The evergreen Annu Kapoor’s brilliance lies in his ability to turn trivia into literature.
By Inderjit Badhwar
Kamal Shabnam Kapoor, mother of impresario, showman, character actor Annu Kapoor, was a poet, teacher, scholar of Urdu, Arabic and Pharsi (Persian). And how it shows in her ever-greening, multifaceted, nearing-60s son, who, in my view is one of the reasons that Indian FM radio is alive and kicking. Annu’s two-hour show, Suhana Safar on Big FM, starting at 10 am is what makes Delhi’s nightmarish rush-hour a dream walk. You tune into 92.7, close your eyes and, like Alice, you’ve just walked through the looking glass into the Bollywood wonderland peopled by K Asif, Raj Kapoor, Khayyam, Guru Dutt, Nargis, RD “Panchamda” Burman, Ashok “Dadamuni” Kumar….
The melodies and the stories behind the melodies and their creators are woven dreamlike into quilts of many colors by the strands of Annu’s voice and language liberally laced with naturally flowing Urdu, Arabic, pharsi and, believe it or not, Shakespeare.
Annu is ultimately the gold-hearted RJ, wearing his emotions on his sleeve, unafraid to weep when he is moved or burst with Falstaffian laughter as he recalls some one-of-a-kind only-in-Bollywood anecdotes. But he’s more than just an RJ. His show is more than a mixture of Bollywood lore and nostalgic film scores. In one sense, it’s that all right, that’s the formula. But what raises the whole thing sky high is Annu’s special magic, his versatility, and his mastery over inflection, and ability to mix the riotous with the maudlin seamlessly and, often, poetically.
Ameen Sayani’s Binaca Hit Parade voice of the 1950s undoubtedly was what raised the spirit of that whole programme broadcast from Ceylon, when commercial broadcasting was banned in India. His enthusiasm, which brought Sayani into your living room, was exhilarating. Melville de Mello’s boom-boom barrages of flawless This-is-All-India-Radio-commentary still reverberates in your ears. As he was to write: “I was flung by fate and circumstance into a ringside seat from where I was destined to see the last heartbreaking days, hours and minutes of Bapu’s last journey.”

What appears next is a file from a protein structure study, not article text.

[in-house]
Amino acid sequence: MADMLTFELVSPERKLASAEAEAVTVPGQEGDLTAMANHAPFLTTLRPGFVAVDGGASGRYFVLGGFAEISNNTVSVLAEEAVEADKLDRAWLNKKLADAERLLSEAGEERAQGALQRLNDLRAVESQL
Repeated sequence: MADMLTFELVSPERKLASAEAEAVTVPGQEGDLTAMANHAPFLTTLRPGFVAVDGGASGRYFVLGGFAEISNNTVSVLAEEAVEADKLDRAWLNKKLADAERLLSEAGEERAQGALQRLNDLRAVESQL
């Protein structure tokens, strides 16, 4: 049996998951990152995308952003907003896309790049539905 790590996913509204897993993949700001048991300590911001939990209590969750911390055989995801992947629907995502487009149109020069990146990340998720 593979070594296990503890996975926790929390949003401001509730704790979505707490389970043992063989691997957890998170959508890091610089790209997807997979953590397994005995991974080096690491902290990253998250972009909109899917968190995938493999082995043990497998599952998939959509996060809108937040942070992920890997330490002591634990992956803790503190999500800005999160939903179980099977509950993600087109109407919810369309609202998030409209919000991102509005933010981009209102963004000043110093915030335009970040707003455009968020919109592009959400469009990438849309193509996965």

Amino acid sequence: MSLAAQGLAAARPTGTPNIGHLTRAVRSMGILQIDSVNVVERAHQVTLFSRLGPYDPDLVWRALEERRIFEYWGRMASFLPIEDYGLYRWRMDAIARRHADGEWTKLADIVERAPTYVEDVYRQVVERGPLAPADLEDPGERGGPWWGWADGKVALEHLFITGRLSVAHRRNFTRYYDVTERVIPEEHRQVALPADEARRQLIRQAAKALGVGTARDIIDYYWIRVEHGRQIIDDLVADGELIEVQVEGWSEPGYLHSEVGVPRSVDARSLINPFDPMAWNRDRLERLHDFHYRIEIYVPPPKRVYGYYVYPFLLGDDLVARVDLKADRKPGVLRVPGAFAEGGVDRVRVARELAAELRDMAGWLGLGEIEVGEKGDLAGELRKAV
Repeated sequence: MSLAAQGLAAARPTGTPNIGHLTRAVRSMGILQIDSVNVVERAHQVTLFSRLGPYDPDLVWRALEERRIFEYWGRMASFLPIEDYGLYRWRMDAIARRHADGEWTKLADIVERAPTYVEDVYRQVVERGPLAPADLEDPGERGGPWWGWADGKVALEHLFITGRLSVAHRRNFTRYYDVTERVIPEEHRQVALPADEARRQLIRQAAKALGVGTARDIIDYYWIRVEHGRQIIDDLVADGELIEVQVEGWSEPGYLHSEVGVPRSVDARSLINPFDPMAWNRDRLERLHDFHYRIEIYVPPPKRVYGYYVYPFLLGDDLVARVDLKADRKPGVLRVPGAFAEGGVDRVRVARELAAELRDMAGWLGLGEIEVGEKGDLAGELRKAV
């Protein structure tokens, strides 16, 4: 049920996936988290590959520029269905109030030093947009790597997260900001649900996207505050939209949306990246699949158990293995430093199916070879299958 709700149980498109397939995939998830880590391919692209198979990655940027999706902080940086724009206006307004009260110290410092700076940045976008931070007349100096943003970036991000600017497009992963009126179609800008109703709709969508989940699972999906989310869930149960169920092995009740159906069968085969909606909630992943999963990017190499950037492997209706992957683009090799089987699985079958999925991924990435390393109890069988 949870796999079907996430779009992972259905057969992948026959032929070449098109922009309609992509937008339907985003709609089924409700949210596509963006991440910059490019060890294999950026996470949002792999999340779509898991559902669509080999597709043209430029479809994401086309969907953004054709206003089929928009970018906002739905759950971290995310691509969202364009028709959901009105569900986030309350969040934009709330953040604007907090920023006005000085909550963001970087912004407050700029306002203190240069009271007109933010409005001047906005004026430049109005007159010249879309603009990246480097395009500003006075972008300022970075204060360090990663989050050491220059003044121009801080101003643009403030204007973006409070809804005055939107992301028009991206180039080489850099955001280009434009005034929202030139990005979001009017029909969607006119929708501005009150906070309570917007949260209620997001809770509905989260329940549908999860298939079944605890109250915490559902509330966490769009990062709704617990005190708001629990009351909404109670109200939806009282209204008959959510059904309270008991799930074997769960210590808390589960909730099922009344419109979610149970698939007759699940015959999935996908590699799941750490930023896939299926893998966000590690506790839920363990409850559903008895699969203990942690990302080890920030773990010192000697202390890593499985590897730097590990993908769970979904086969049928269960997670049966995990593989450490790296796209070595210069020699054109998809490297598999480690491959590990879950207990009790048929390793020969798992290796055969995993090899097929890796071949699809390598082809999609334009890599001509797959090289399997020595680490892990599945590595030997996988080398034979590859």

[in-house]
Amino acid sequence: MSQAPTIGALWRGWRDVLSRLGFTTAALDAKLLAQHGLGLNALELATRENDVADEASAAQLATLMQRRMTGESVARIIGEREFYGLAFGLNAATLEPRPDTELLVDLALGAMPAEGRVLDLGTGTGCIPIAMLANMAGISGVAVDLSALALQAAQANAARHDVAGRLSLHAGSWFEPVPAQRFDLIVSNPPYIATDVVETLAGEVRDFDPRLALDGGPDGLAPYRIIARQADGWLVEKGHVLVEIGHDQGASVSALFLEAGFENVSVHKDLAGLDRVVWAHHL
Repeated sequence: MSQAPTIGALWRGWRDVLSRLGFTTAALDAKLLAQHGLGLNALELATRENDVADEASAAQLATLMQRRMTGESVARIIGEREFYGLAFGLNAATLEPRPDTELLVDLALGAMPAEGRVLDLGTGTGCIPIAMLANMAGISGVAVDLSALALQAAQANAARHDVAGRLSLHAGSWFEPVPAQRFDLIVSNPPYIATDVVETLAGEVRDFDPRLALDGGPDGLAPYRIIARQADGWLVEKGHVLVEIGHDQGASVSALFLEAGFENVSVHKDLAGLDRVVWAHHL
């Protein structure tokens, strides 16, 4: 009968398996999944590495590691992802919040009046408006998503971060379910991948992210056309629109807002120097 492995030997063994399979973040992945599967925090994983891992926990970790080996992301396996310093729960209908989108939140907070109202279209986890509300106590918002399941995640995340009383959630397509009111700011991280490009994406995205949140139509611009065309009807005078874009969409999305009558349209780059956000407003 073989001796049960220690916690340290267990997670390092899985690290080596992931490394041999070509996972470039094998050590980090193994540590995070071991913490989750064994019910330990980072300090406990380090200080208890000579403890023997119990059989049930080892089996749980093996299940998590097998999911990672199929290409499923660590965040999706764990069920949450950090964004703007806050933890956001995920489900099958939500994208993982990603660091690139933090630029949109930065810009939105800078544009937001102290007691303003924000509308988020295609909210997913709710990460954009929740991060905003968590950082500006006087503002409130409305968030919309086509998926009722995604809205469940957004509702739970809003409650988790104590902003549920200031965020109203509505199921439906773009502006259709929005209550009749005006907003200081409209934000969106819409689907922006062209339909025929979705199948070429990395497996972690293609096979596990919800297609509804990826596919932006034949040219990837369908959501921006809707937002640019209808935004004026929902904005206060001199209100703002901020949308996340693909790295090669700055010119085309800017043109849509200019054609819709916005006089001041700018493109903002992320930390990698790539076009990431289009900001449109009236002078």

It is from a similar ringside seat that Annu narrates the real life stories of the artists and actors who populated Bolly-wood, the intermitted songs illustrating not only the narrative but also taken from the relevant situation or film. Annu’s nostalgic narrative style is short-storyish, Chekhovian. No small wonder, considering he trained at the National School of Drama and acted in Three Sisters, written by Anton Chekhov, and directed by Ebrahim Alkazi; The Great God Brown by Eugene O’Neill; The Zoo Story by Edward Albee; and Ek Ruka Hua Faisla by Basu Chatterjee.
If Annu’s name and face are familiar to you, it is because you saw him in the runaway musical game show hit Antakshari in the 1990s or in his hilarious role as the loveable sperm bank businessman, Dr Baldev Chaddha in Vicky Donor, for which he won a Filmfare award.
But to me Annu’s the guy who lights up my mornings or gets me thinking about life and its vicissitudes with stories about Johnny Walker’s death-bed words; why Meena Kumari descended into alcoholism and liver failure after a stormy marriage to Kamal Amrohi, and Pakeezah was almost never completed; Vyjayanthimala’s tempestuous affairs; how Gulzar and RD Burman collaborated on impossible songs; why Mehmood became PL Santoshi’s chauffeur; how Bimal Roy and Guru Dutt turned to serious films; Kishore-da’s mischievous lust-life…
What raises Annu’s narration way above what you find in film mags and Bollywood gupshup is that he is ever the raconteur, an analyst, non-judgmental, fully understanding of human whims and capriciousness and the urge to mate and to love. He is never the peeping tom but rather the voice of the people about whom he is talking.